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Kansas views on shutdown, school funding, Roberts, food stamps

  • Published Friday, Oct. 18, 2013, at 5:21 p.m.
  • Updated Monday, Oct. 21, 2013, at 5:42 a.m.

Shutdown – There comes a time when personal beliefs need to be set aside in favor of sound governing principles. On the eve of deliberately causing potential economic calamity, the U.S. Congress finally decided to raise the nation’s debt limit and fully reopen the federal government. The all-Republican Kansas delegation showed its true colors in the roll call tallies. Only Sen. Jerry Moran and Rep. Lynn Jenkins supported the necessary measure. That left Sen. Pat Roberts and Reps. Tim Huelskamp, Mike Pompeo and Kevin Yoder voting against the best interests of this great nation.

Hays Daily News

School funding – Kansas is at a crossroads. It can choose to improve on its already high educational performance. It can do enough to maintain the status quo. Or it can allow its vaunted public school network to slip under the weight of ideological agendas and misplaced priorities. Based on what Gov. Sam Brownback and some legislators are saying, there is reason to fear the state will take the road to decline.

Kansas City Star

Roberts – Clearly, Sen. Pat Roberts, R-Kan., could find a better use of his time than call for the resignation of U.S. Health and Human Service Secretary Kathleen Sebelius. Roberts went after Sebelius to show off his conservatism because he thinks attacking her and the Affordable Care Act will win points – and votes – with Kansans. Roberts’ politics were tolerable in the 1980s and ’90s. But no more. He is trying to out-right the right, and he simply looks like an old politician fumbling to find his keys.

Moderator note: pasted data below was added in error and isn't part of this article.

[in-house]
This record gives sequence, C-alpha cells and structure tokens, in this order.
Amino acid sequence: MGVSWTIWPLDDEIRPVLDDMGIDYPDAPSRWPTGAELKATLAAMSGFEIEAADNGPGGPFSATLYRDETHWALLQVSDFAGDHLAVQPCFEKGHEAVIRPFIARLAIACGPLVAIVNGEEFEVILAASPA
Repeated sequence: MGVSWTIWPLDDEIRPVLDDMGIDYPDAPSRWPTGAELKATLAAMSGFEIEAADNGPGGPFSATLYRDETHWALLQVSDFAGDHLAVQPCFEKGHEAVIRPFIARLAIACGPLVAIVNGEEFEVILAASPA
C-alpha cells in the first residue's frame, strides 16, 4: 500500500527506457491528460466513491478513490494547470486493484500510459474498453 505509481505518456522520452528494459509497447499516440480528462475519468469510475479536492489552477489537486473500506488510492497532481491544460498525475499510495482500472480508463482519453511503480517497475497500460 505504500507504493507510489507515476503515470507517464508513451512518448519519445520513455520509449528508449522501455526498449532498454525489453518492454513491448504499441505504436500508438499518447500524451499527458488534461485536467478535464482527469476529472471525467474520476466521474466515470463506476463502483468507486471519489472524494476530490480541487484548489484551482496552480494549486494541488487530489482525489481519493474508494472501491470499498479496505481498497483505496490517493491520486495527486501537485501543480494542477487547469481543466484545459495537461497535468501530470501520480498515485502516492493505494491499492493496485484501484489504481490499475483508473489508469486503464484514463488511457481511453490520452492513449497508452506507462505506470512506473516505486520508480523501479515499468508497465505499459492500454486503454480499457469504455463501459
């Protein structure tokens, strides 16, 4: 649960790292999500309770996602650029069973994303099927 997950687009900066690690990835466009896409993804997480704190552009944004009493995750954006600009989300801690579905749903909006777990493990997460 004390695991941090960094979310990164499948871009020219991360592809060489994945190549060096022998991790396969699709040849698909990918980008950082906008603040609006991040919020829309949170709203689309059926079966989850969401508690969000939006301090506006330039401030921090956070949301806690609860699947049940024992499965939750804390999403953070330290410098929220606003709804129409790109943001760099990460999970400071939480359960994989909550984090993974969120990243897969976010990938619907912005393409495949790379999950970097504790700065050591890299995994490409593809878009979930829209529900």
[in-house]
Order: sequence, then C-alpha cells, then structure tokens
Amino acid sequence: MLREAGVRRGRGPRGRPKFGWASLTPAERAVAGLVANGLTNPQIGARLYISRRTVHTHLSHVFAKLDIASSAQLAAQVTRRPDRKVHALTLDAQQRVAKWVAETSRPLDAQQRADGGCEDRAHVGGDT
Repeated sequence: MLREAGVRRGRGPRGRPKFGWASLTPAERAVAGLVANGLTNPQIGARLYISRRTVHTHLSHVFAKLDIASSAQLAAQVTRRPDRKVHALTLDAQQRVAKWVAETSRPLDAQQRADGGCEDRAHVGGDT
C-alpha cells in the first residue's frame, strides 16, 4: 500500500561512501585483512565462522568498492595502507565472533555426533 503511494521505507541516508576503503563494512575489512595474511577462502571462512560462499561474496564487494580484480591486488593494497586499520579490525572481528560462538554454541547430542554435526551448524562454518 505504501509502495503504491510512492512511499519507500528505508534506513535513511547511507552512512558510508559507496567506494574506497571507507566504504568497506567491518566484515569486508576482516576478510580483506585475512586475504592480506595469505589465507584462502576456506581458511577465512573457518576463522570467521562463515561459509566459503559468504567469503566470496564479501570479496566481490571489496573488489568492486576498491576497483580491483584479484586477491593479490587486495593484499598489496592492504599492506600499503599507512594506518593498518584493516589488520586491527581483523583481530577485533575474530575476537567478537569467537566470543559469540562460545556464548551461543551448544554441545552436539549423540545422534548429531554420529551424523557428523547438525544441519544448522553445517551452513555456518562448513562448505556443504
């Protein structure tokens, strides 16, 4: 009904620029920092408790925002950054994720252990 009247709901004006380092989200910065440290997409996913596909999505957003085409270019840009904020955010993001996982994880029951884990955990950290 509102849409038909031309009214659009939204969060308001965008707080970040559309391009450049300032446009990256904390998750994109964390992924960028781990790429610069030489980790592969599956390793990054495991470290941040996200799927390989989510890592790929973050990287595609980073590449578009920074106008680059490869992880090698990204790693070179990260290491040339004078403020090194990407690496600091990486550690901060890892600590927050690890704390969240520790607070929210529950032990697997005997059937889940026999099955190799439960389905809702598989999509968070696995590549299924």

Hutchinson News

Food stamps – It is difficult to justify the state’s move to reject federal funding that already had been approved for five Kansas groups to provide outreach and assistance for people who qualify for food stamps. “We simply do not believe taxpayer dollars should be used to recruit people to be on welfare,” said a representative for the Department for Children and Families. That seems like an overly harsh characterization of a program that provides food, often on a temporary basis, for low-income Kansans, about half of whom are children.

Lawrence Journal-World

We’ve been watching the Brownback administration deal with food stamps, food insecurity and childhood poverty for a few months now, and finally we see where it’s going. And we have to admit, it’s a clever solution that addresses many problems at once and relies on a proven strategy. We fully expect the Legislature will repeal, as much as those interfering feds will let it, child labor laws. Putting the children on food stamps to work adds to the family income and gives them something constructive to do. It goes a long way toward solving those nasty school funding problems, since they’re not going to school and we won’t have to pay for their education, and it will raise test scores, since the underfed kids who don’t concentrate well won’t be taking the tests. It eliminates some of those intrusive regulations that, we hear, so hinder businesses from thriving. In the meantime, until those hefty paychecks start rolling in, if the kids don’t have enough to eat, let them eat cake.

Salina Journal

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